Sant Jordi – the day for lovers in Granollers

This is one of my favourite Catalan celebrations and definitely my favourite  in Granollers

Sant Jordi RosesI love seeing the book stalls lining the streets and watching so many people buying books or just browsing through them


The roses are not very exciting and there are never any scented ones but it still is good to see so many people walking around with a rose or even with a bunch of them!   Does this mean they have several boyfriends or girlfriends?

ImageThere were sardanas in front of the Ajuntament with a band playing and lots of people joining in the dance

Imagethis year more flags and Catalan independence stalls than ever

ImageThe feeling of Catalan pride and excitement perhaps is especially strong leading up to the possible vote for or against independence


Palm Sunday Granollers

It’s almost Easter.  In Britain this would mean eggs and bunnies and chocolate and Spring. 

But signs of Easter start in Granollers with the appearance of stalls selling yellow decorations made from dried palm leaves. They are treated in some mysterious way to make them more yellow and then woven into shapes.  They are called palmons and palmes – the long ones are palmons and the smaller woven ones are palmes


Boys get the long ones and girls the woven intricate ones


They are hung out on the balconies, to protect the house and for good luck as part of a Christian ceremony to show you are part of the ancient tribe who welcomed Jesus to Jerusalem.  On the Sunday before Easter, the palmons and palmes are carried by the children to church and afterwards the families meet up in the streets to take photos.

Because we have come away to Menorca, yet again I have missed this part of the ceremony but I did see the stalls selling the palms in Granollers market on the Thursday before. We have photographs of the family in the 1960’s posing in Jacint Verdaguer square with three beautifully turned out children wearing dresses and suits, the boys with sleeked back hair and angelic faces, holding their palms.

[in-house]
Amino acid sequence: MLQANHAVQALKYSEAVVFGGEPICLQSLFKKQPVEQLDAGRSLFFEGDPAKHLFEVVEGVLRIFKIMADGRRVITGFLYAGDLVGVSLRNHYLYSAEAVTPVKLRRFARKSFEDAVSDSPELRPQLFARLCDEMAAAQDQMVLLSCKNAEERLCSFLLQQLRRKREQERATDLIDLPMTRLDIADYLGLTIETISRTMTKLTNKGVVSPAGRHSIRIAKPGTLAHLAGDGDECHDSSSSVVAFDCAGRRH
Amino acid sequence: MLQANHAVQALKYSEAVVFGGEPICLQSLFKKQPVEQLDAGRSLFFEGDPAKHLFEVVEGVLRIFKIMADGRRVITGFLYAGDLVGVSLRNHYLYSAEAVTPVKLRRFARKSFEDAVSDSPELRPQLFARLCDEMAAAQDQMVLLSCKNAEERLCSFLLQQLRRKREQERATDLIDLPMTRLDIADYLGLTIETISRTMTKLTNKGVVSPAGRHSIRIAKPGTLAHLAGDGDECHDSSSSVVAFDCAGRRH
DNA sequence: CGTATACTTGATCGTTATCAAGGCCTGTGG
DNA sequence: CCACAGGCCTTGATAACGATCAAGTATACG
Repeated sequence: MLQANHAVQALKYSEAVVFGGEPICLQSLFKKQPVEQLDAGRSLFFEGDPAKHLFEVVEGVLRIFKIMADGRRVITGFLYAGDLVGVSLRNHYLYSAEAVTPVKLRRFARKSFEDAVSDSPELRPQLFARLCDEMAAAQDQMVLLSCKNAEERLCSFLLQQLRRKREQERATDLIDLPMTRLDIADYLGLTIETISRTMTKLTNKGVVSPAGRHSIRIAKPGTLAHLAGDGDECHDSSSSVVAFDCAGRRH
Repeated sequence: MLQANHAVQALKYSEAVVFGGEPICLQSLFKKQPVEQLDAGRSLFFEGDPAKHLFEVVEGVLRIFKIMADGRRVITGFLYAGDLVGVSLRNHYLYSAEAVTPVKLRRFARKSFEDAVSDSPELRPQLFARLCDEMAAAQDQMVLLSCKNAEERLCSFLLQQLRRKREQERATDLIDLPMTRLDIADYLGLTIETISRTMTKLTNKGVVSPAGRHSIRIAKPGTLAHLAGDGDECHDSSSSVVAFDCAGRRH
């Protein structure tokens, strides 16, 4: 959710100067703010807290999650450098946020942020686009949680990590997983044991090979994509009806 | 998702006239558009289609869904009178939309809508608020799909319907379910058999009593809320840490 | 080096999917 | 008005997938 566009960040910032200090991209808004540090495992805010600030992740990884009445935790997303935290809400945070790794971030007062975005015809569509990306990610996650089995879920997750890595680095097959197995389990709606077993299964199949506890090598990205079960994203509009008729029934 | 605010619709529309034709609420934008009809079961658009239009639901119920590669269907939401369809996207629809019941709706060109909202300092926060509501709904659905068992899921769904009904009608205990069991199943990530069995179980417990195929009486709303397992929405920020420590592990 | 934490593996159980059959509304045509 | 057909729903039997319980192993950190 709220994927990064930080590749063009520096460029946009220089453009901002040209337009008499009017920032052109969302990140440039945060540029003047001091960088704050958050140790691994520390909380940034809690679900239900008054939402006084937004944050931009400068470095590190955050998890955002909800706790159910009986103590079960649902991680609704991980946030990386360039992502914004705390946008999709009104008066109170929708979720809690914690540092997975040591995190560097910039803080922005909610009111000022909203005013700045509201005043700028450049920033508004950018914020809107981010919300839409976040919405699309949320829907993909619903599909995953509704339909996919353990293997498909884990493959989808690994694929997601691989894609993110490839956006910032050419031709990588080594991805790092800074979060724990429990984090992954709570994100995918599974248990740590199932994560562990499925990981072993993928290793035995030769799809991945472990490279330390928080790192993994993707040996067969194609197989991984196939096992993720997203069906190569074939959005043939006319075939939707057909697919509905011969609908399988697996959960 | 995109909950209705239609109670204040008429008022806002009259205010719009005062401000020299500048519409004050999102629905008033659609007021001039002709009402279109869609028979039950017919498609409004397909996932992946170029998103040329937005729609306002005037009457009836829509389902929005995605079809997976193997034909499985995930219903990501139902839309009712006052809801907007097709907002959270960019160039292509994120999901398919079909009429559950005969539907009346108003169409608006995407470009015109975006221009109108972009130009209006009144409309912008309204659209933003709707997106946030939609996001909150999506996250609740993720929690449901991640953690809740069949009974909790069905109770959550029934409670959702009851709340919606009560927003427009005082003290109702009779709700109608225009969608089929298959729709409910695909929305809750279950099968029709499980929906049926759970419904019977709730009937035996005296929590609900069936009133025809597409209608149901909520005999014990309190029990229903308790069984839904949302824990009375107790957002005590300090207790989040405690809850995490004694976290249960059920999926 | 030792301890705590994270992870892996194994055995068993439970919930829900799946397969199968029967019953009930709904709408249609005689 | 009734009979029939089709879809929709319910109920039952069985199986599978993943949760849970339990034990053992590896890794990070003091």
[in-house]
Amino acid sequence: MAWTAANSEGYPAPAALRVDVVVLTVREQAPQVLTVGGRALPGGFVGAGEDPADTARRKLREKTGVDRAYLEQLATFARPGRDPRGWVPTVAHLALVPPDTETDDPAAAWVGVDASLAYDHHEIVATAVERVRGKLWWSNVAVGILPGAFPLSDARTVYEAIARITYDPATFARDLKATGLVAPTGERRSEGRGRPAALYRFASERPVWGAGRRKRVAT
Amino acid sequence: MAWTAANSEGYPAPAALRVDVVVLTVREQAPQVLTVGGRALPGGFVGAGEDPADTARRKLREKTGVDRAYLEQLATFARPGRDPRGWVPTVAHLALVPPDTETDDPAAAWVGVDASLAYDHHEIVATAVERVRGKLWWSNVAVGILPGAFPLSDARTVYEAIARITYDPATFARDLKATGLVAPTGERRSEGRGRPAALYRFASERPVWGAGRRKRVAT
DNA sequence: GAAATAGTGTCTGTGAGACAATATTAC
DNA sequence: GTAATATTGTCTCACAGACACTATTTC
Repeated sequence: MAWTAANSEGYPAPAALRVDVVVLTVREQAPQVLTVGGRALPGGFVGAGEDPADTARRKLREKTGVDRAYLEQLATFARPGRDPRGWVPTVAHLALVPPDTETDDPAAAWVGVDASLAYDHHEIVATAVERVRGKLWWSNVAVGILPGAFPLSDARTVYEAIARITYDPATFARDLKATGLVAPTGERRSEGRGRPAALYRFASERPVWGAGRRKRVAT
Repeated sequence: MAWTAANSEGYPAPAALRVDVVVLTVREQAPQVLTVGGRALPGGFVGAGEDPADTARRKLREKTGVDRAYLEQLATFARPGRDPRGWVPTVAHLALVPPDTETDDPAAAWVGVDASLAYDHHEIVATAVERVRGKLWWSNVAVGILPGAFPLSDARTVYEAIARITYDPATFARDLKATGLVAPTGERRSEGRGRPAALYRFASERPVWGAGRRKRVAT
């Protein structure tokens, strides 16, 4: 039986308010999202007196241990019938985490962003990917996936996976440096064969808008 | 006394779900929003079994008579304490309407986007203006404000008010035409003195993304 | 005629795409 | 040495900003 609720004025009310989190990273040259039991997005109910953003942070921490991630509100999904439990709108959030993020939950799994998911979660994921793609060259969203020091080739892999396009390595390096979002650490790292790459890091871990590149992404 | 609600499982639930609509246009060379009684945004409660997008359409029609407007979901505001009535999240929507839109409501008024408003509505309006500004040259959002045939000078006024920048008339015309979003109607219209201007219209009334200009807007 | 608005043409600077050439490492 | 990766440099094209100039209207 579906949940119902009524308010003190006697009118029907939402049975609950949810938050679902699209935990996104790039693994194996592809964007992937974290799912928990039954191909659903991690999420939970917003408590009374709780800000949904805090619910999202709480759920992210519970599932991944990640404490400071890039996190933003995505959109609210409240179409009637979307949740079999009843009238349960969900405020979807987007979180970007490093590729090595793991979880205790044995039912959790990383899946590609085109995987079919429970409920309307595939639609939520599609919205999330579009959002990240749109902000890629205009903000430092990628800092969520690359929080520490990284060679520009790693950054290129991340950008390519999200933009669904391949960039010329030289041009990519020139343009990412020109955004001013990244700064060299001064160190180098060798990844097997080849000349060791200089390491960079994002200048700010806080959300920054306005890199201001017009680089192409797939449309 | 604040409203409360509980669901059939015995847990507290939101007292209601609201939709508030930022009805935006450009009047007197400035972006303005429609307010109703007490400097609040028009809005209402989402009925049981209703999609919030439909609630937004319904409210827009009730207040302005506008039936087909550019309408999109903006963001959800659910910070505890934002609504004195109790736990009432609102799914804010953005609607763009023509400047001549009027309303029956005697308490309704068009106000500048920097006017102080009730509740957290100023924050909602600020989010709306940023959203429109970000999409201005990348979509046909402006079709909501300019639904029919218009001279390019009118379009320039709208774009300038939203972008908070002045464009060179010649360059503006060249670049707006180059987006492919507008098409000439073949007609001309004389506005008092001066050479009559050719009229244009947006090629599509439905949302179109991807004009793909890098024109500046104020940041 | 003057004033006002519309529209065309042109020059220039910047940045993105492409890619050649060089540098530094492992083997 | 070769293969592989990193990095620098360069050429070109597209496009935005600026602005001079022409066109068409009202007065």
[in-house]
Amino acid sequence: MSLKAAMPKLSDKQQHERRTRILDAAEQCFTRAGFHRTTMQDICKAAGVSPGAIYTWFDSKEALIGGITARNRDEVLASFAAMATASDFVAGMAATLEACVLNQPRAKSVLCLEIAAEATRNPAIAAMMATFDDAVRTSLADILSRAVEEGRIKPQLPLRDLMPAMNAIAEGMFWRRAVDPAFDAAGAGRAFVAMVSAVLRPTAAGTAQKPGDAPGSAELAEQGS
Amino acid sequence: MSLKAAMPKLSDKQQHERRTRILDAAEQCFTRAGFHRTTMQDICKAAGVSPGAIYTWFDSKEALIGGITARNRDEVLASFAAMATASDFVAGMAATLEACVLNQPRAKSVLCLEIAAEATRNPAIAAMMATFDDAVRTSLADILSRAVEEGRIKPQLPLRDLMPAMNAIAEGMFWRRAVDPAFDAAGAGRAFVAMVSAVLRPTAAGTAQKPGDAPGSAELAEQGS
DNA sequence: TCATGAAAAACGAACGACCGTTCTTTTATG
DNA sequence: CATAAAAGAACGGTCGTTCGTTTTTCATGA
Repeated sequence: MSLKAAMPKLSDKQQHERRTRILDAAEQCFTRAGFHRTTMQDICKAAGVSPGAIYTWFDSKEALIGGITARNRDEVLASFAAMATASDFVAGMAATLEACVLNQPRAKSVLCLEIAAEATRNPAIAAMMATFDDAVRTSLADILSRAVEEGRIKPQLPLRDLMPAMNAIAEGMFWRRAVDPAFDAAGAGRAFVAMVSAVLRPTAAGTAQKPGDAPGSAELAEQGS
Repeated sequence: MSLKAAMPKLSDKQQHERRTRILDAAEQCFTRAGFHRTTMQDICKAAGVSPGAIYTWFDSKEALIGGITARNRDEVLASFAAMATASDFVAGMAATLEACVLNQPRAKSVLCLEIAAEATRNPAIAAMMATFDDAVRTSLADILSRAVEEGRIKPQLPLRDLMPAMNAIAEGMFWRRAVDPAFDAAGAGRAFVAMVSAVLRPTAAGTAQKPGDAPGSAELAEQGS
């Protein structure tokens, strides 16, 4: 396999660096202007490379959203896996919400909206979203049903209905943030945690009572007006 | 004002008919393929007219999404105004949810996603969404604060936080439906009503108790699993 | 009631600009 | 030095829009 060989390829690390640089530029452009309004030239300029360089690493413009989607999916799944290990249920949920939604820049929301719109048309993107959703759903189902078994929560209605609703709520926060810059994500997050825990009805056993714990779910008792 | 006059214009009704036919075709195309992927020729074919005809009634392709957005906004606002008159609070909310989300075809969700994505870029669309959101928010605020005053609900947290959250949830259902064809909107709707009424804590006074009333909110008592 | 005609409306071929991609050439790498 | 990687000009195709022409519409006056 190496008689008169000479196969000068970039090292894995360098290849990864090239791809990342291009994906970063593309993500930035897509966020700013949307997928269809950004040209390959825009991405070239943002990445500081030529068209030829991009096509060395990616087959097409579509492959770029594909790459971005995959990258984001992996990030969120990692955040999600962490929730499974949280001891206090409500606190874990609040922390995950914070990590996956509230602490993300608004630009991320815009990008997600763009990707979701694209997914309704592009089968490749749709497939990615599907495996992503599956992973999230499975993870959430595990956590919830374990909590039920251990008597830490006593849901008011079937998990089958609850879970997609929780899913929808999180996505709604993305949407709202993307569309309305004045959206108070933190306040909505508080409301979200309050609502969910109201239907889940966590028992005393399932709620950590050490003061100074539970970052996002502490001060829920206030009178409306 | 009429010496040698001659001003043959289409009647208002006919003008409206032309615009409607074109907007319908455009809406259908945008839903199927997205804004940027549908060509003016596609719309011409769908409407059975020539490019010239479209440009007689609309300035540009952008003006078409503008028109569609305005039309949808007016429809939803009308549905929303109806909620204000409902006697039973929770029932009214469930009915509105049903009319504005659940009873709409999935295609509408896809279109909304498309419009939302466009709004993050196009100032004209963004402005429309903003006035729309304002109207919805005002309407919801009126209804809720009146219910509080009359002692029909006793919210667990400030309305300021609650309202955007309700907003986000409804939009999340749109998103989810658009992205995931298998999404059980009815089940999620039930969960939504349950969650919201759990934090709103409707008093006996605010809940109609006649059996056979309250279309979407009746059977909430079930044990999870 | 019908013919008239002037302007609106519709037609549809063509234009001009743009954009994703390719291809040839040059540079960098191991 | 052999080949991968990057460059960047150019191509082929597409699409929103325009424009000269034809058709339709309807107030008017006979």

Open Night

At the end of March they had an Open Night in Granollers.  Signs everywhere told you that you could eat, sleep and shop all for 14 euros. I still don’t understand exactly what this meant – there were lots of things in the shops priced both higher and lower than 14 euros and surely a glass of cava and a tapa would be cheaper on other days?

I walked into the town centre to see what was happening. Normally the shops close at 9pm but this night they were to remain open until midnight. There was a lot of music blaring out from loudspeakers, every square had a stage and something happening, or if not, then a lot of people standing around waiting for something to happen


In the Porxada there was a large stage and big white balloons announcing it was Open Night. Underneath people were having their photos taken on a red sofa


A group of women walked around in wedding dresses – I didn’t know if they were theatre people hired to perform around the town or perhaps just women from a bridal shop doing a bit of promotion

There were a lot of adults and children and dogs everywhere and many queues for the popular restaurants


Young people sat and chatted on the steps eating pizza


I had the feeling that most people were wandering aimlessly rather like me. This suddenly helped me understand why I so often find these events strangely empty. I was thinking about Golowan and how it feels in Penzance those special days in June during the mid summer festival. There is a wildness and joy about it. But here the people seemed exactly as usual while events happened around them.  I think it is because so many of these festivals are organised by the city council. Or by the shopkeepers. The general population are not involved in creating, designing, organising, participating in them. They are mere spectators – or consumers. Granollers is a town of commerce. Everything is designed to help the businesses sell more stuff. Anything which is not going to result in selling more stuff is frowned on.  Sometimes I feel I have walked into The Stepford Wives.  To be fair I do know lots of people in Penzance and that livens it up for me while here I was amongst strangers.  For local people it is a good chance to meet and chat. And everything looked very pretty.

This building in the Porxada for example


When the day of Sant Jordi arrives it is obvious that the stalls are just promoting the selling of more books and roses. There is very little space for individual creativity or originality. We’ll see that soon – on April 23rd. I still enjoy that day though.

This was my favourite street – it looked lovely but there were hardly any people down here


As I walked home I saw these posters written by one of the more lefty political parties


It was true – once you walked out of the centre of town there was no sign of Open Night. It was all designed to bring people into the commercial shopping centre and persuade them to spend money.